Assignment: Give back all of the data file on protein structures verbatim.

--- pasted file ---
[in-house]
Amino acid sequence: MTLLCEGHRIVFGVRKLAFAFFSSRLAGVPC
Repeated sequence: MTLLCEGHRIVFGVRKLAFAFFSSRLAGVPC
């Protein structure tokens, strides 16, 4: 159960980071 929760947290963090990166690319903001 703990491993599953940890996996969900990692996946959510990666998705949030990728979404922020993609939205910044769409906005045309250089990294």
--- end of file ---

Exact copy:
[in-house]
Amino acid sequence: MTLLCEGHRIVFGVRKLAFAFFSSRLAGVPC
Repeated sequence: MTLLCEGHRIVFGVRKLAFAFFSSRLAGVPC
């Protein structure tokens, strides 16, 4: 159960980071 929760947290963090990166690319903001 703990491993599953940890996996969900990692996946959510990666998705949030990728979404922020993609939205910044769409906005045309250089990294």